Wise Blood is often described as a novel of great fierceness and frightening energy. Do you agree with this stylistic assessment?
Living in modern society so saturated with bizarre and exotic images and ideas, we must wonder at what makes Wise Blood particularly disturbing, especially in its religiously incisive way. If O'Connor had simply spoken through the mouth of Hazel's preacher grandfather, it might be conceivable for us readers to simply turn away from him as people on the street might; rather, she gets inside the very mechanism that allows us to turn away - irony - by manifesting it in the person of Hazel Motes. At first, we might empathize with Hazel and his attempts to escape his past, but as he becomes overwhelmed by forces outside his control, we find that our efforts to resist them have also failed, and so we feel struck by a religious force akin, to borrow a line from Hazel, to the sort of flagellation that religious fanatics felt in the Middle Ages.
According to Flannery O'Connor, what traits characterize a preacher? What is the significance of these traits in modern secular society?
The first we hear of a preacher in the novel is Hazel's black hat, which belies his youth and marks him as a man of great personal depth. Then, when he thinks of his grandfather, we realize that he has inherited such a fierce physical appearance and other preacherly traits from his grandfather. In a word, a preacher must have a kind of raw, visceral strength that usually manifests itself in some part of the body. Moreover, since he does not simply preach to a single church but rather travels preaching to all, the preacher must possess great mobility, as exemplified in his vehicle: the car. There is a significant sense in which the preacher shares much with that other charismatic figure of modern society, the salesman (e.g. the potato peeler seller and Hoover Shoats), but as Hazel demonstrates, the preacher must have the force of a deep personal belief that does not agree with the world.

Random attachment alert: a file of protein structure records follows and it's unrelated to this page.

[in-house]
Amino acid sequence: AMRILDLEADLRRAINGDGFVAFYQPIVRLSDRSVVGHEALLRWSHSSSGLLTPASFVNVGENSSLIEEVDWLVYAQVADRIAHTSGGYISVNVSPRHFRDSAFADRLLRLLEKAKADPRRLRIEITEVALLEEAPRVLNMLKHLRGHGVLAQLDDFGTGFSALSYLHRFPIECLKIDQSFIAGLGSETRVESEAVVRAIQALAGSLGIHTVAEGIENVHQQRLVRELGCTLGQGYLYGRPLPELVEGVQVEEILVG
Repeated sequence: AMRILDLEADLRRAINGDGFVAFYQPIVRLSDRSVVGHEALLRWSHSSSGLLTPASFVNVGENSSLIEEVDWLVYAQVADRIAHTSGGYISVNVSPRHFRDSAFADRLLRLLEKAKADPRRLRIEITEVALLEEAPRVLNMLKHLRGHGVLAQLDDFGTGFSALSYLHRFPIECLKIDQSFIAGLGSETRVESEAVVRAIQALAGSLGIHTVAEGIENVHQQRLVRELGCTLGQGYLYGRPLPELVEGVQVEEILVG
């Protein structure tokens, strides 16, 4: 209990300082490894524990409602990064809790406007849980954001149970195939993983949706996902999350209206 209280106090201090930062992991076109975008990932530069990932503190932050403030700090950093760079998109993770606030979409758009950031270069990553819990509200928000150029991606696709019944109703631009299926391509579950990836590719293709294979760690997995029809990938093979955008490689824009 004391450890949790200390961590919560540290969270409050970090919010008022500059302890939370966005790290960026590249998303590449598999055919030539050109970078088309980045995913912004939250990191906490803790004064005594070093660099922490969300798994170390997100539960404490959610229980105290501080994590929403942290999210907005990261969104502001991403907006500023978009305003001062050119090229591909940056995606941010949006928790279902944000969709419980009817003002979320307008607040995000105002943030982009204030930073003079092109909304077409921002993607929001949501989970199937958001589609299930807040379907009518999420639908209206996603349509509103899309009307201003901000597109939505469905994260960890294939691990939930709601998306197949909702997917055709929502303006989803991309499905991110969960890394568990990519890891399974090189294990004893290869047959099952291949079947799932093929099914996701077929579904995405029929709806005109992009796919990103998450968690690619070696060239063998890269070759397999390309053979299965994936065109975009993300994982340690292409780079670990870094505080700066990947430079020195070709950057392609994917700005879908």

What is the significance of race and racism in "Wise Blood"? Is it a standalone aspect, or is it connected with other major themes?
We hear of race only here and there, the most sustained portion being Hazel's confrontation with the train porter; however, especially to contemporary ears, its presence cannot be ignored. We might even consider it an analogue of the theme of religiosity, which similarly is not always at the forefront; for even when Hazel is preaching his Church without Christ, it is not on the literal surface of his cynical words but under them that the real dynamic of the story and his personal development move. It is then no coincidence that both racism and religiosity are charged with the same kind of suspicion, violence, and doubt.
O'Connor was a devout Catholic writing about a specific moment in the history of the south - the Jim Crow era following World War II. In a conversation for PBS's Religion & Ethics, Ralph Wood, scholar and author of Flannery O'Connor and the Christ-Haunted South says, "For Flannery O’Connor, race was indeed the curse of the south in the sense that it was the single-most important test which we as white Christians failed. For O’Connor, the mistreatment of black people is a violation of their being creatures made in the image of God." (PBS)
Identify and parse one important structural parallel in the novel, e.g. a recurring scene, line of dialogue, description, etc.
Although for much of the novel we see the crazy world of the city through Hazel's clear eyes, in its beginning and end it is instead Hazel whom we are looking at, specifically, his eyes. Although Hazel goes through a tortuous personal spiritual development in between, the striking similarity between the way that Mrs. Wally Bee Hitchcock and Mrs. Flood see him suggests that such a potential for self-negation and true religious intuition existed in Hazel all along. We might compare these two sentences, the first from Mrs. Hitchcock's perspective and the second from Mrs. Flood's perspective: "[Hazel's eyes] were the color of pecan shells and set in deep sockets. The outline of a skull under his skin was plain and insistent" (4) and "The outline of a skull was plain under his skin and the deep burned eye sockets seemed to lead into the dark tunnel where he had disappeared." (235)
What is the significance of Hazel's "rat-colored car"?
We readers probably quickly take note of Hazel's irrational, bordering on maniacal, faith in the junky Essex that he buys at a used car lot, considering all the times that it malfunctions; however, considering all the exaggeration in the novel, we might dismiss it prematurely. It is that classic comical motif, to be sure, of the tool which the character relies upon failing whenever it is most needed, such as to drive away from Hoover Shoats, but if we consider the explicit connection between Hazel's vocation as a preacher and the car he uses to get himself from one preaching location to the next and to use as a pulpit or platform, these seemingly random failures should seem like fate. The finest example of this would be, of course, the car's final destruction, seemingly arbitrary, at the hands of the policeman; and it is this incident, needless to say, that finally breaks Hazel's faith in being able to escape to another city, or to be able to outrun the Jesus moving from tree to tree chasing him in the back of his mind.